I was working on one of our projects when I happened to run across some code that set off my rubber ducky detector. It’s a page that displays the days production quantities or displays an estimate if it’s too early in the day to tell. Both cases have very similar views and they share a common interface. Our controllers were too fat and our views knew too much.

Here’s the culprit.

class ProductionRunsController < ApplicationController
  def print_recipes
    @date = date_query
    @production_run = production_run_for_date(@date)
    @projection_run = ProductionRunProjection.new(@date) unless @production_run
  end
end
# view
<h1>Print Recipes <%= @date.strftime("%A %b. %e, %Y") %></h1>
<% if @production_run %>
  <%= render 'production_run', object: @production_run %>
<% else %>
  <%= render 'projection_run', object: @projection_run %>
<% end %>

We have this one view that renders either a projection_run or a production_run depending on if a user has a production run on that date or not. The code works but I have a few problems with it.

  • We have 3 instance variables in 1 controller action. One of which will always be nil! We literally have a variable holding nil. This totally breaks Sandi Metz rule of having 1 instance variable per action. Hard

  • More importantly, what happens later on down the road if the client we’re building this for wants past_runs to be formatted differently? Continuing this pattern, it would probably look something like this.

class ProductionRunsController < ApplicationController
  def print_recipes
    @date = date_query
    @past_run = past_run_for_date(@date)
    @production_run = production_run_for_date(@date)
    @projection = ProductionRunProjection.new(@date) unless @production_run
  end
end
# view
<h1>Print Recipes <%= @date.strftime("%A %b. %e, %Y") %></h1>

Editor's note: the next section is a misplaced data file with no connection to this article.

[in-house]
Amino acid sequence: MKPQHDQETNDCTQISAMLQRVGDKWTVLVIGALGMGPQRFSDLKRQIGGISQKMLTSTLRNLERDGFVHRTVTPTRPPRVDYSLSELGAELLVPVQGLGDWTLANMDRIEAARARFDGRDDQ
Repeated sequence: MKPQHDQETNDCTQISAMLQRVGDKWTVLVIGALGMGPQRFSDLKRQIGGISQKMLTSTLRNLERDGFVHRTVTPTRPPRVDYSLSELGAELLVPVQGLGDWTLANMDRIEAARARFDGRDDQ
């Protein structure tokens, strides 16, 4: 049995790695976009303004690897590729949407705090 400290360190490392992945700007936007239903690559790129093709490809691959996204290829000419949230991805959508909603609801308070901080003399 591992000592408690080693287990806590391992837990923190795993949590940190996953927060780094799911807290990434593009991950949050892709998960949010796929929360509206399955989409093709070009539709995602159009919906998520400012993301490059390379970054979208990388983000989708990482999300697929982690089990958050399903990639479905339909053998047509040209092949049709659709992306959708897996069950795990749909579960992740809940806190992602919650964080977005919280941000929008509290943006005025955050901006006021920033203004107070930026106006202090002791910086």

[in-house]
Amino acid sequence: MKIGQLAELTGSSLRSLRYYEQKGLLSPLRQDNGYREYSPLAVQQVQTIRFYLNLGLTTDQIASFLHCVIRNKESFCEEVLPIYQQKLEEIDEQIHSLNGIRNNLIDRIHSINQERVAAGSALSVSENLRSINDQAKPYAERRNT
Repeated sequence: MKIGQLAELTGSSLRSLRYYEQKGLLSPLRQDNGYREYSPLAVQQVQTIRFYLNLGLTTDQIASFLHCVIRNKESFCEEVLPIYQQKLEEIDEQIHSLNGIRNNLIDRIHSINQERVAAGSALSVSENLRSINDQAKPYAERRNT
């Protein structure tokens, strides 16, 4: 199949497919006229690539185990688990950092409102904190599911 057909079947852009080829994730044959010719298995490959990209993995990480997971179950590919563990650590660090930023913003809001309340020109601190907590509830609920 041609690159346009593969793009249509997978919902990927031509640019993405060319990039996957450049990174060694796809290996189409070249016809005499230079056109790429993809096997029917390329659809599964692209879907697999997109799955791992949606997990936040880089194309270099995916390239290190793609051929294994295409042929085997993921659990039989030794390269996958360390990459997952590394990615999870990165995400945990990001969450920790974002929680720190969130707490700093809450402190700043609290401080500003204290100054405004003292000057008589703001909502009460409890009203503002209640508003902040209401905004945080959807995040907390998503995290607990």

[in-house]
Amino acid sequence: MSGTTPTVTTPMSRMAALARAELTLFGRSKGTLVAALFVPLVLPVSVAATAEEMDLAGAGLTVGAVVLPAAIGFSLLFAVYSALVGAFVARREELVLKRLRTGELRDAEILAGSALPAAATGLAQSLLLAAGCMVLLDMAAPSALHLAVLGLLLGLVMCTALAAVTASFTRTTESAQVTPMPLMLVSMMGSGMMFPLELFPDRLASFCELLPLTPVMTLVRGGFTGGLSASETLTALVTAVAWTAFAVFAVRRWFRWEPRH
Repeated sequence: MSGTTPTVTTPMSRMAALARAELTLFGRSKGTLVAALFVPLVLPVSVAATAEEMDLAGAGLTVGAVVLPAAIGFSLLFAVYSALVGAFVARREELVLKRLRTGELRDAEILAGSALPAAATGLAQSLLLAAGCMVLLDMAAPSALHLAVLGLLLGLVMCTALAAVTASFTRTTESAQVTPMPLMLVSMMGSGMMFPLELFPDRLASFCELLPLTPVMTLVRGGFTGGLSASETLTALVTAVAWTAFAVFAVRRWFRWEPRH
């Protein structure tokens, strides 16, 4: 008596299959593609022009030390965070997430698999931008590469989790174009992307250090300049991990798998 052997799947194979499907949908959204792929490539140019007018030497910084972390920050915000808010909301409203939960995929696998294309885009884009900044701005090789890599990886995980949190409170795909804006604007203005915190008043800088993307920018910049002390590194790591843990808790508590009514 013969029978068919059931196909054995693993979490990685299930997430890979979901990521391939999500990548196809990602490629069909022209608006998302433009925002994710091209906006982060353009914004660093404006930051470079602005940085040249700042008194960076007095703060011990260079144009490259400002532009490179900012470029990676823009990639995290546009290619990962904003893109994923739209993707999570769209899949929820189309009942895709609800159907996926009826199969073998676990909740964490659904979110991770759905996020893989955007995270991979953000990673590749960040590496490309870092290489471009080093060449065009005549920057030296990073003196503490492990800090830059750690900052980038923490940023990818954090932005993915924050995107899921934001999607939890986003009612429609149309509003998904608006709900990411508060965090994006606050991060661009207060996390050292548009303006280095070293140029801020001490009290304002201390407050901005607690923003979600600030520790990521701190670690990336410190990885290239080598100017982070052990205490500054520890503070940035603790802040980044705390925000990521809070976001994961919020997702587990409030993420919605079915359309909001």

<%= render 'past_run', object: @past_run if @past_run %>
<%= render 'production_run', object: @production_run if @production_run %>
<%= render 'projection_run', object: @projection_run if @projection %>

As the conditions that the client gives get greater and greater, this view will get more ifs and more variables in the action. As a best practice, it is good to have the least amount of logic in the views as possible and this has a lot.

A more elegant solution involves two patterns: the facade pattern and duck typing.

The facade pattern

</br> The facade pattern is pretty much what it sounds like. We’re hiding logic in some sort of object and asking that object to do work for us rather than the controller. Doing this allows us to stick to one variable and please the ever lovely Sandi Metz. A quick refactoring might looking something like this:

class ProductionRunsController < ApplicationController
  def print_recipes
    @facade = ProductionRunFacade.new(@date)
  end
end

class ProductionRunFacade
  attr_reader :date

  def initialize(date)
    @date = date
  end

  def production_run
    @_production_run ||= production_run_for_date(date)
  end

  def projection
    @_projection_run ||= projection_run_for_date(date)
  end
  
  private

  def production_run_for_date
    #some logic
  end

  def projection_run_for_date
    #some logic